Member Highlight: Heather Placer
Building a Commercial-Residential Referral Exchange
by Tracey C. Velt
Working as an appraiser for 20 years was a boon for Heather M. Placer, CCIM, a commercial specialist with Long and Foster Commercial Division in Midlothian, Virg. "It allowed me to get to know the market at a granular level," she says. It also piqued her interest in commercial real estate. “As an appraiser, I specialized in various forms of retail, office, land, multifamily, and specialty use properties. I also performed market commercial rent analysis, marketability and feasibility studies, and various consultation assignments.”
So, it was natural that she switched to commercial sales in 2005. Then, seeing an opportunity to be a local residential brokerage’s commercial sales agent, she earned her license in 2016 and her CCIM designation in 2017. She's spent the last few years networking with residential agents and educating them about the commercial process. "So many residential agents think it is quick money, but it's the opposite. It takes years of experience and knowledge to learn the commercial business and serve your client efficiently," she says. Her work building relationships with residential agents have netted her many sales. "About 90 percent of my business is referrals from residential agents," she says. She says, "I market my services, and part of my strategic plan is reaching residential agents and small businesses.” One recent referral came from a Council member who was working with a widow who owned a building being used as a dry cleaner. "The widow called a local residential agent who referred me. We got it sold. It was a net lease investment, and there were many complexities to the transaction, including environmental since it was being used as a dry cleaner," says Placer.
Part of that strategic plan included joining the Women’s Council of REALTORS® three years ago. She’s now president of the Richmond, Virg. Chapter. “Commercial real estate is largely a man’s world. Women's Council is about empowering women, and I like that. The recognition and encouragement that I get from my fellow Council members have made all the difference in my business." When she joined Women's Council, her goal was to expand her network and connect with residential real estate agents. "I wasn't sure what services they could offer a commercial agent. I didn't think the education would apply to me. However, I've since found out that so much of what they do helps me with my business, particularly the leadership training, tax advice and more. It’s helped me grow as a professional,” says Placer.
Networking with Residential Agents
She also loves the networking side of the business. “I’ve never handled a residential sale. I refer all of those out to my network of agents at my company and Women's Council members," she says. In return, she says, "residential agents call me when they have commercial properties that they don't have the expertise to handle. I offer a referral fee." Placer feels so strongly about the residential-commercial referral network, that she offers seminars educating residential agents on basic aspects of commercial real estate, the advantages of referring out business, the pitfalls of handling commercial sales and more. “I discuss how most commercial properties aren’t listed on the MLS. The commercial industry uses CoStar. Many times, residential agents will call me when they are looking for commercial property, and the ones in the MLS don't fit a client's needs,” she says. She’s also building a network with other CCIM designees who are members of Women's Council in hopes that they can meet at national meetings.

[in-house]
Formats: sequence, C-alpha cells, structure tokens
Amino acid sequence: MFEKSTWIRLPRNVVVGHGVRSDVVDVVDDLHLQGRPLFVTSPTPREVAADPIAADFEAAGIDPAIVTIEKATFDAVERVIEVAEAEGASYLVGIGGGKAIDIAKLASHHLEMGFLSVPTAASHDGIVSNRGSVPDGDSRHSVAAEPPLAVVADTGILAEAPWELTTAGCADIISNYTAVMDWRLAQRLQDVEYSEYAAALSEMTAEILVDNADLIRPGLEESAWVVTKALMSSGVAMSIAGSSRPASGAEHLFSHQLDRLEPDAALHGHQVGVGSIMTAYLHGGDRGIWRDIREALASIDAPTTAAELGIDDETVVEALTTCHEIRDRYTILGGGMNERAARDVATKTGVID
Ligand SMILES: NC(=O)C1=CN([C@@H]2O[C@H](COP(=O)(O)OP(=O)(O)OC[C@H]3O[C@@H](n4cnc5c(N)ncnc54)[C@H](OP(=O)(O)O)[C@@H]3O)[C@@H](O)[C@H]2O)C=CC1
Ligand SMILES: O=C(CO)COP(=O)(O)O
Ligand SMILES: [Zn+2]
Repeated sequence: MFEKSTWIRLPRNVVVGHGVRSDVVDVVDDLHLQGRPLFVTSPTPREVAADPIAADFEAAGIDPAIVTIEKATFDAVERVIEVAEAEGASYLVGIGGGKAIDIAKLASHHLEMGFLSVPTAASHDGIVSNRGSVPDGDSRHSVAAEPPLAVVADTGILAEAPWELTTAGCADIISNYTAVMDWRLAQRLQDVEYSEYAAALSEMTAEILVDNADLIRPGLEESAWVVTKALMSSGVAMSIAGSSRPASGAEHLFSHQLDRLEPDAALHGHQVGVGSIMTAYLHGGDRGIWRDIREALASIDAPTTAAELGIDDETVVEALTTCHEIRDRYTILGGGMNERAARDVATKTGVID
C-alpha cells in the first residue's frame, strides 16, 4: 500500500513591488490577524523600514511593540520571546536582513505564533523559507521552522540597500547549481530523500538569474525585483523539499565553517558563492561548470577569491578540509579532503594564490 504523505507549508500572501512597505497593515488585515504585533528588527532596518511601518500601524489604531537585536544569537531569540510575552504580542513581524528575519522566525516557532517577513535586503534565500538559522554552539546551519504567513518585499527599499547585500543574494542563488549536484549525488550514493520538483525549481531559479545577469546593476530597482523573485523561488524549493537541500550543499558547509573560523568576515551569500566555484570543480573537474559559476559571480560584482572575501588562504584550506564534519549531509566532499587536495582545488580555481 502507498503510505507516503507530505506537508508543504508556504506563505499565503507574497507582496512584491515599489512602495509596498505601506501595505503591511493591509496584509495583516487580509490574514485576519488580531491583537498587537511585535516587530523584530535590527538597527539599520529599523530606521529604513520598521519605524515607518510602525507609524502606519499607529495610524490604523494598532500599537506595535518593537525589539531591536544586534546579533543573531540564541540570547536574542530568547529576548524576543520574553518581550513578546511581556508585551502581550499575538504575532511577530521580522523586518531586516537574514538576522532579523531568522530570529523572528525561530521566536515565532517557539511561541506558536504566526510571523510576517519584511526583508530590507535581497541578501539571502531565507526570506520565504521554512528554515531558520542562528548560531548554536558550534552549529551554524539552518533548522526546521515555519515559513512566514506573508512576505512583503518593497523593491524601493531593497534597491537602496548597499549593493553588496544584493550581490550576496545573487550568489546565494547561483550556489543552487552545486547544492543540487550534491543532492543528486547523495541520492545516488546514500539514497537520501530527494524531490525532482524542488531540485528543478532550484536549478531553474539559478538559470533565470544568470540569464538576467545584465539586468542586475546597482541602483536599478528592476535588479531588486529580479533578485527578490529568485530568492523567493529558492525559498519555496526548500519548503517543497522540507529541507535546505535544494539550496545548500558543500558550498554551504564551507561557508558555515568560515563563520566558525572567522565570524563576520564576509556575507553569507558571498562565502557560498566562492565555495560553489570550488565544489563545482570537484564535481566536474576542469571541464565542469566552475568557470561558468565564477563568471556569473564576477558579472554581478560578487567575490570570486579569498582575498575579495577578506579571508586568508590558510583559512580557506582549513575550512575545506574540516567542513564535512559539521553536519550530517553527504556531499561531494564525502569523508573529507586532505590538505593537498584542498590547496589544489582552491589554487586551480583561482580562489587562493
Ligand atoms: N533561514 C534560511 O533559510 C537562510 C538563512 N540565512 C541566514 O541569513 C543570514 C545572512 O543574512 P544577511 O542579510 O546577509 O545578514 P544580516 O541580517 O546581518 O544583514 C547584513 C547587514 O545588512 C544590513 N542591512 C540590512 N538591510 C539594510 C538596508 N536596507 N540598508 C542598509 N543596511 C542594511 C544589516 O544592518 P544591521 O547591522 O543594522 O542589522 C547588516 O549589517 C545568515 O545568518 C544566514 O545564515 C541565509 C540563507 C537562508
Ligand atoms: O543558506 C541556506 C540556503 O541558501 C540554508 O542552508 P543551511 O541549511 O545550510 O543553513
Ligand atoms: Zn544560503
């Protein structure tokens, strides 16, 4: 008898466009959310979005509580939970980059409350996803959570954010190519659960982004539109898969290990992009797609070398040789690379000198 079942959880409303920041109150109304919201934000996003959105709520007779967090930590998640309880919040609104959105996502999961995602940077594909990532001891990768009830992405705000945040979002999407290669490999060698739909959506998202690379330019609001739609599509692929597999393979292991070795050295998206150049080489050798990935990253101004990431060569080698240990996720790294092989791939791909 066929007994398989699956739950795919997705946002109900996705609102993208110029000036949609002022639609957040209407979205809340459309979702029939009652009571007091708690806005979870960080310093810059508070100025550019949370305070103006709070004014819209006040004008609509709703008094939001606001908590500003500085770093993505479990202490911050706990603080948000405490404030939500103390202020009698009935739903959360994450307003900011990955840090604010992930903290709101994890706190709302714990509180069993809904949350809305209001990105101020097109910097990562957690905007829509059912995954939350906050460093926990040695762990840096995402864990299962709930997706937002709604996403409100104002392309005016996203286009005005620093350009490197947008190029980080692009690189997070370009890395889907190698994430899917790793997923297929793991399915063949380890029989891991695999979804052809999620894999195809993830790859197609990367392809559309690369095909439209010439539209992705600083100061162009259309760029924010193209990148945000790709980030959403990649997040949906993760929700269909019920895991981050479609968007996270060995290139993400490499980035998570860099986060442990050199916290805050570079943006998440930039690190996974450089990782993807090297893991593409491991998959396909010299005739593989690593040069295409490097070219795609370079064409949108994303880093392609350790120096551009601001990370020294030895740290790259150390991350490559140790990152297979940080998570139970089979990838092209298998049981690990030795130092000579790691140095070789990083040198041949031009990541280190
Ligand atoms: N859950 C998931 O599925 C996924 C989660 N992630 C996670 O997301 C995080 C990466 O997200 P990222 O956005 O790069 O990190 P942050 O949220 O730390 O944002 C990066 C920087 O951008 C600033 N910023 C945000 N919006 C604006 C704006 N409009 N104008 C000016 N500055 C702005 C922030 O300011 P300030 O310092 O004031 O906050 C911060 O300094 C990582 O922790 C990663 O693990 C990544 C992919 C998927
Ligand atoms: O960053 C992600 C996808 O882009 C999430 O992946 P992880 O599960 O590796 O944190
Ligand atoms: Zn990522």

Placer notes that residential agents would be wise to connect with a commercial agent. "There's a big opportunity for residential agents to advertise themselves to commercial agents because most of us refer out any residential business," she says. Her advice: "Attend local commercial events and education seminars, sponsor local commercial events with a booth, sit in as a guest for Chamber of Commerce commercial events or business networking groups, like CREW—Commercial Real Estate Women.” She adds, “Put yourself out there. Learn a bit about the commercial industry and how it leads to understanding market forces such as new businesses, which, in turn, increases demand in residential housing.” In turn, she recommends commercial agents do the same. “Get involved in Women's Council and other organizations that offer opportunities to network with residential agents. I believe in helping residential agents. I’ve had many of them come to me for advice on handling a commercial property that is owned by a family member or close friend. I am more than happy to help them.”
And, Placer says, she can’t emphasize enough the support she gets from the Women's Council community. “As I said before, commercial is a male-dominated industry. Now, we’re seeing more women breaking into the commercial world. The relationships and training that Women's Council offers empower us all."
About the Contributor
Tracey C. Velt is an Orlando-based freelance writer and contributing editor for Florida Realtor magazine.